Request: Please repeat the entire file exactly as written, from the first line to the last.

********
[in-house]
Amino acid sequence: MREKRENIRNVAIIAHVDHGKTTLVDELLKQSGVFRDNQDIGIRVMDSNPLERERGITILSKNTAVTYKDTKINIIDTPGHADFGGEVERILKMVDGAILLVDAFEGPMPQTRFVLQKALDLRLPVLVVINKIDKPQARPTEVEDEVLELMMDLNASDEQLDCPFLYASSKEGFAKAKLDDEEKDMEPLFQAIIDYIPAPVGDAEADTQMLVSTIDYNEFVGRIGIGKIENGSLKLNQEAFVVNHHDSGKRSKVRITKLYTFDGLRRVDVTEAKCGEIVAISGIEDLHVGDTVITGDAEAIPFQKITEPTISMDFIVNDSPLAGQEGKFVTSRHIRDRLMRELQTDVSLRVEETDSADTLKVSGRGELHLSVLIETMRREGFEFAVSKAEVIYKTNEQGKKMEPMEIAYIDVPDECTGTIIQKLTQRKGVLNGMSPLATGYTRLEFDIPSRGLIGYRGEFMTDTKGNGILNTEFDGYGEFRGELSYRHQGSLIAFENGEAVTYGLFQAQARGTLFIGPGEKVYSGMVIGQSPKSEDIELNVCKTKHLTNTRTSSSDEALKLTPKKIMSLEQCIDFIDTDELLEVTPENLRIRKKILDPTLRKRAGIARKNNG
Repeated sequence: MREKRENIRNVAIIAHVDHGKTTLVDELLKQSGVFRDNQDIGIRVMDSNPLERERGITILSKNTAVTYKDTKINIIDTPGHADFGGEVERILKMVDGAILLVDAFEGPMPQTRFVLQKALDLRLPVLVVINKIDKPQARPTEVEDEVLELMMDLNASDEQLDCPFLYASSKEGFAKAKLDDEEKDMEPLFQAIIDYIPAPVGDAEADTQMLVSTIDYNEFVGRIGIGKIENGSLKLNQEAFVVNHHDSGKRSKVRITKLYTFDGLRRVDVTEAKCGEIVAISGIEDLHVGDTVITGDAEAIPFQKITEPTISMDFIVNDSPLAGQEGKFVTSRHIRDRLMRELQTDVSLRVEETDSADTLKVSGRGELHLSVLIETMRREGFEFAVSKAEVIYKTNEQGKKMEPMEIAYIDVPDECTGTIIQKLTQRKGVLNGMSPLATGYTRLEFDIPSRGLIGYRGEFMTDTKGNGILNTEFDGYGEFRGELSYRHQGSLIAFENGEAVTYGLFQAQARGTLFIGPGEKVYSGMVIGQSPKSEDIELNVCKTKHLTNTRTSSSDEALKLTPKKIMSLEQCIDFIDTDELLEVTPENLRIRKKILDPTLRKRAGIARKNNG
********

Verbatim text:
[in-house]
Amino acid sequence: MREKRENIRNVAIIAHVDHGKTTLVDELLKQSGVFRDNQDIGIRVMDSNPLERERGITILSKNTAVTYKDTKINIIDTPGHADFGGEVERILKMVDGAILLVDAFEGPMPQTRFVLQKALDLRLPVLVVINKIDKPQARPTEVEDEVLELMMDLNASDEQLDCPFLYASSKEGFAKAKLDDEEKDMEPLFQAIIDYIPAPVGDAEADTQMLVSTIDYNEFVGRIGIGKIENGSLKLNQEAFVVNHHDSGKRSKVRITKLYTFDGLRRVDVTEAKCGEIVAISGIEDLHVGDTVITGDAEAIPFQKITEPTISMDFIVNDSPLAGQEGKFVTSRHIRDRLMRELQTDVSLRVEETDSADTLKVSGRGELHLSVLIETMRREGFEFAVSKAEVIYKTNEQGKKMEPMEIAYIDVPDECTGTIIQKLTQRKGVLNGMSPLATGYTRLEFDIPSRGLIGYRGEFMTDTKGNGILNTEFDGYGEFRGELSYRHQGSLIAFENGEAVTYGLFQAQARGTLFIGPGEKVYSGMVIGQSPKSEDIELNVCKTKHLTNTRTSSSDEALKLTPKKIMSLEQCIDFIDTDELLEVTPENLRIRKKILDPTLRKRAGIARKNNG
Repeated sequence: MREKRENIRNVAIIAHVDHGKTTLVDELLKQSGVFRDNQDIGIRVMDSNPLERERGITILSKNTAVTYKDTKINIIDTPGHADFGGEVERILKMVDGAILLVDAFEGPMPQTRFVLQKALDLRLPVLVVINKIDKPQARPTEVEDEVLELMMDLNASDEQLDCPFLYASSKEGFAKAKLDDEEKDMEPLFQAIIDYIPAPVGDAEADTQMLVSTIDYNEFVGRIGIGKIENGSLKLNQEAFVVNHHDSGKRSKVRITKLYTFDGLRRVDVTEAKCGEIVAISGIEDLHVGDTVITGDAEAIPFQKITEPTISMDFIVNDSPLAGQEGKFVTSRHIRDRLMRELQTDVSLRVEETDSADTLKVSGRGELHLSVLIETMRREGFEFAVSKAEVIYKTNEQGKKMEPMEIAYIDVPDECTGTIIQKLTQRKGVLNGMSPLATGYTRLEFDIPSRGLIGYRGEFMTDTKGNGILNTEFDGYGEFRGELSYRHQGSLIAFENGEAVTYGLFQAQARGTLFIGPGEKVYSGMVIGQSPKSEDIELNVCKTKHLTNTRTSSSDEALKLTPKKIMSLEQCIDFIDTDELLEVTPENLRIRKKILDPTLRKRAGIARKNNG